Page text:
Starting your own investigative company is an exciting, if risky, endeavor.
Here are some ways to avoid mistakes and save yourself a ton of headaches as you’re just starting out.
This article was adapted from Maguire’s new book, The Business of Private Investigation: Tips and Tricks To Jump Start Your Agency! which is available on Amazon.
As a startup, you’ll initially want to appear to be a larger, more established business than you actually are. Studies have shown that many customers are more comfortable with larger enterprises. OK, fine — you can easily pretend to be one without being deceptive.
Below are a few ways to make your firm look bigger and snazzier — at least, until it actually it. These will provide a professional image while making your life easier and saving you money.
1. Create a First-Class Website
Your website is the world’s first impression of your business. Studies show that you have about three seconds to make a good impression on the web before site visitors give up and move on.
Yep, it’s that quick. If consumers see an outdated and poorly constructed site, they simply believe your business is just that: outdated and poorly constructed. Clean, crisp, informative, and quick to load — that’s what people want to see.
When designing your site, put yourself into a potential client’s shoes: He has a problem, and he’s just Googled “Boston private investigator” and some other term that defines his problem, such as “infidelity” or “adoption search.” Does your site communicate to the searcher that you are professional enough to solve his problem?
You’d better hope so, because you have about three seconds for a potential client to make a decision.
2. Use a Service to Find Freelancers
Your new firm is too small to hire a full-time tech person, graphic designer, or canvasser, so you’ll need to hire that work out. Where can you find a capable contractor?
I’ve found discounted but professional vendors on a site called Upwork. Upwork (formally Elance) links people who need jobs done with folks who have the technical and business skills to complete the work. I’ve used this site for jobs including website creation to cold calling. It’s all there and priced by the specific job.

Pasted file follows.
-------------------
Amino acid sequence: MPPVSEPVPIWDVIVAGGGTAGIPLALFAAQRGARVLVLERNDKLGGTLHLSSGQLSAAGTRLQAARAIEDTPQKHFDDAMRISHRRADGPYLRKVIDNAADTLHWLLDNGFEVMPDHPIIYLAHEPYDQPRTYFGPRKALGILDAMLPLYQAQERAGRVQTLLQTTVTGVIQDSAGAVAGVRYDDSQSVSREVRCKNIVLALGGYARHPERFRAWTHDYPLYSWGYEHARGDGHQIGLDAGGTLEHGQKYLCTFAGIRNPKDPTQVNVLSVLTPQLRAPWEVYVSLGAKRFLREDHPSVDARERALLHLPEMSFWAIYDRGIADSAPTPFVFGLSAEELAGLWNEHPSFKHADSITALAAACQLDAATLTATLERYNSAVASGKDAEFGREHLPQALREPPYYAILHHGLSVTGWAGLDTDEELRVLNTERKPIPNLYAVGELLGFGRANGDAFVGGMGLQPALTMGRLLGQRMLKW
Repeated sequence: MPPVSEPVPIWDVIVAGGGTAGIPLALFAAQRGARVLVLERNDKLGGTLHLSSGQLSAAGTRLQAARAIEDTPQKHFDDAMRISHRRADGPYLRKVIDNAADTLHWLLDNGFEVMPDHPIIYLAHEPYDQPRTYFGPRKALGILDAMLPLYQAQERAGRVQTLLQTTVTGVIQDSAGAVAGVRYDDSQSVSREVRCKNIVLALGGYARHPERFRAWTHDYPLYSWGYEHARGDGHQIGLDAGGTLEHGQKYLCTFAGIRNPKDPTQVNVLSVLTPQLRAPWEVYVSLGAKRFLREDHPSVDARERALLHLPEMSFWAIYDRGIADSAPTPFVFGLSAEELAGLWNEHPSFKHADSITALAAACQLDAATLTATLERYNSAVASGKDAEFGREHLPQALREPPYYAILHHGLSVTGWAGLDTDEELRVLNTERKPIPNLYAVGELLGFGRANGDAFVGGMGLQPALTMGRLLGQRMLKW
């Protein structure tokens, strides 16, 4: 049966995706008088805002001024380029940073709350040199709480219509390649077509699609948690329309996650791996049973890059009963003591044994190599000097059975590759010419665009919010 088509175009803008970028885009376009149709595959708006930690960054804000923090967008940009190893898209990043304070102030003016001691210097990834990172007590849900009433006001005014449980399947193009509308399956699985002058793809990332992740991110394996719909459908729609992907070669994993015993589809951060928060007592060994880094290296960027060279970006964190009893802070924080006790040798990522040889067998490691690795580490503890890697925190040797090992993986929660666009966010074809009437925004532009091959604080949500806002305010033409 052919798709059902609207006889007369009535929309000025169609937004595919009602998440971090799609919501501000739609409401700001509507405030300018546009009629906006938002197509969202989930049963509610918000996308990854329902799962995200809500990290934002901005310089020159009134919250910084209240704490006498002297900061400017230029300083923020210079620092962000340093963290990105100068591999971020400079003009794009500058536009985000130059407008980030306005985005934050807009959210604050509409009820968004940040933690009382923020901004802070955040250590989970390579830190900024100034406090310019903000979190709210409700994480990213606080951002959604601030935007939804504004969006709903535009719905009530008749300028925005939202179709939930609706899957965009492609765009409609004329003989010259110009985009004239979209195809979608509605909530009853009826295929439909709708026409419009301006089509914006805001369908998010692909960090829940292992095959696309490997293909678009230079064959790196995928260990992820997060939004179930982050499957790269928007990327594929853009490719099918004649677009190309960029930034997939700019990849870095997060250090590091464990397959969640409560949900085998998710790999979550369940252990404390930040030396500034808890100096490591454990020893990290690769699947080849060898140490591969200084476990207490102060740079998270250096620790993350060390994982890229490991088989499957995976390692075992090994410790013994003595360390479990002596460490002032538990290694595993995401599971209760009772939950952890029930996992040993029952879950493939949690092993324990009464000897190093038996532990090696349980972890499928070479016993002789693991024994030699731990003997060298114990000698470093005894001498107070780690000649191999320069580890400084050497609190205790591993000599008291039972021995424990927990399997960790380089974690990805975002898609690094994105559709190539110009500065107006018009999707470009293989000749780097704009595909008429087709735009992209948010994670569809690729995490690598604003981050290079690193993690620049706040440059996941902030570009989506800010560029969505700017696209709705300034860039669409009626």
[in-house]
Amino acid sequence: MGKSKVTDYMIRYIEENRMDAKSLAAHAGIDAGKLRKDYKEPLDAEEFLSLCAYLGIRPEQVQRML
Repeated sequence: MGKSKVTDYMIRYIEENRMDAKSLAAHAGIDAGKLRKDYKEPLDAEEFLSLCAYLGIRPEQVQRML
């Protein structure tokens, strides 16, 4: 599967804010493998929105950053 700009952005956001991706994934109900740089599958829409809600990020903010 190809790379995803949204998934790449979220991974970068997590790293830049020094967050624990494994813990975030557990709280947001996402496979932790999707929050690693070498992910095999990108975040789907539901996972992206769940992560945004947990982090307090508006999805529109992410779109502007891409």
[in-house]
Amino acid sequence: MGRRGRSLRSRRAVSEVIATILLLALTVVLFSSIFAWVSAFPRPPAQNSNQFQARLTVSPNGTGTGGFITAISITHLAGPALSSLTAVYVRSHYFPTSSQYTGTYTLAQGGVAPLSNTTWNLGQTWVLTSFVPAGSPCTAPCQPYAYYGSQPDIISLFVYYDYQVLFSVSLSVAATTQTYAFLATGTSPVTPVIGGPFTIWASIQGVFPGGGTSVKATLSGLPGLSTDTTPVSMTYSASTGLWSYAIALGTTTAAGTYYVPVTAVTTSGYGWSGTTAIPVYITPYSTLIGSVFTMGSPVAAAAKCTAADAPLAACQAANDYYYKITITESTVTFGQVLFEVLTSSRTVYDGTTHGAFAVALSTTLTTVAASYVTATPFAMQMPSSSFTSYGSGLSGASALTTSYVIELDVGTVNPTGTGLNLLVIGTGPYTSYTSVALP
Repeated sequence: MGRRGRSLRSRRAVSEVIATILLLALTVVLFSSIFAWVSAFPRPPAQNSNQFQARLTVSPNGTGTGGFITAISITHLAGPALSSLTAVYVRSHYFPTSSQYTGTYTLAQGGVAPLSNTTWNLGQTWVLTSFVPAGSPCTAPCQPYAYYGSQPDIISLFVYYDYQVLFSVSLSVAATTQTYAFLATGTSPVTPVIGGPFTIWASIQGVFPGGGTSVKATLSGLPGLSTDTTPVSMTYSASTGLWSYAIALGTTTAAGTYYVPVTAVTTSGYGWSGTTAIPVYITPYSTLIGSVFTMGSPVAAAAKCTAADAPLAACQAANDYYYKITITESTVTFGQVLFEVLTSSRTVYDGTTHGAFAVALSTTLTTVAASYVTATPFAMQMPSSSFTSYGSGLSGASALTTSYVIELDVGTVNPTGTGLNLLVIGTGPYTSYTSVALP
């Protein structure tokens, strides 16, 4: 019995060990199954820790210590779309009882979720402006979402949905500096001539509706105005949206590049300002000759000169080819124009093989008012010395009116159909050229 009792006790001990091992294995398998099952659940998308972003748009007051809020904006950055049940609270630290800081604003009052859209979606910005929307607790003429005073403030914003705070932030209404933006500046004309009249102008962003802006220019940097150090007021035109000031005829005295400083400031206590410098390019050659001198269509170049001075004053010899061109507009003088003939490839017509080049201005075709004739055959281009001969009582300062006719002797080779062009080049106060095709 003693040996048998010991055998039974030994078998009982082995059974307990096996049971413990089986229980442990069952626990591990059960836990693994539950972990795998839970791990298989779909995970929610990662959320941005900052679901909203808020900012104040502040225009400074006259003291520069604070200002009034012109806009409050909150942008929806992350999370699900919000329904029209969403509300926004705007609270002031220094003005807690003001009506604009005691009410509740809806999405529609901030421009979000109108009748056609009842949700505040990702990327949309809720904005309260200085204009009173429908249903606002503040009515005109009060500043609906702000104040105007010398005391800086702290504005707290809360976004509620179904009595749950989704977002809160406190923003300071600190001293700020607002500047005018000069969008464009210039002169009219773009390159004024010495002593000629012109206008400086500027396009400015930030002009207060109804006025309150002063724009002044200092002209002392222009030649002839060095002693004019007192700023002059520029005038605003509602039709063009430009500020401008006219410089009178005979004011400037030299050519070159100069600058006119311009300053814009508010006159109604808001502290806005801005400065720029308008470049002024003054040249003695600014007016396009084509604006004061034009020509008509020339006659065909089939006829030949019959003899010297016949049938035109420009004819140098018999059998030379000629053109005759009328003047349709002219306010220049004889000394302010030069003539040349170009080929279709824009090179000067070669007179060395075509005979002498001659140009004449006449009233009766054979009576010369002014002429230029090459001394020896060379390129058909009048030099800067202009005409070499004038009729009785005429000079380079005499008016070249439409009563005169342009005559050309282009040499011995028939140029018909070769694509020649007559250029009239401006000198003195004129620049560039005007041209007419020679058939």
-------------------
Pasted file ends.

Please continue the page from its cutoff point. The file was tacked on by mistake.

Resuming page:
I’ve found Upwork to be a game-changing resource. Need a transcript fast? Dictate your reports in the evening and have them fully transcribed in your inbox by morning.
Be sure to look for positive reviews from the individual vendors, though. Also note that some vendors are not native English speakers, so be clear in your instructions of how you want the tasks delivered.
If you use my Upwork recommendation, I just saved you time and money! Now you won’t have to waste time searching for specialists to hire. You’re welcome.
One of Upwork’s competitors is Fiverr, another site where you can find independent vendors. I’m currently gravitating toward Fiverr. I find the interface a little more user friendly, and they also have a great app that allows you to track the jobs you’ve posted and communicate directly with the vendor.
3. Try a Virtual Office
The entrepreneurs behind this service are geniuses.
I’d been in business for more than a decade before I finally realized that I’d never had a client in my office. Not once. The office space we rented was terrific, a prime downtown location. We met with our employees regularly, but we never had clients in our office. That prime space cost us $650.00 per month, $7,800.00 annually — a big price for no client visitors.
We decided to move to a virtual office. Davinci and similar companies offer meeting space when required (for an extra fee) and a premier address such as State Street in Boston or Beverly Hills in California. Davinci also provides secretary services, if needed.
Prices range from $65.00 to $250.00 per month. That price gives you the the right to use any of their meeting rooms in any city.
Check it out. It’s worth a look.
4. Use a Virtual Phone System
We’ve used Grasshopper, a virtual phone system, for several years now. Phone calls come into an 800 number and are immediately forwarded to whichever phone you choose. What makes it ideal for our industry is that you can designate which employee will receive business calls. A fax number (if you still use one) is also included in the basic price.
The service also provides a customizable phone tree for different departments or employees. The services then transfer the calls to the employee’s cell phone, allowing for constant business contact, even if people are working remotely. Voicemails are automatically transferred to your email. This service fits seamlessly into our business. It’s perfect for a small PI firm.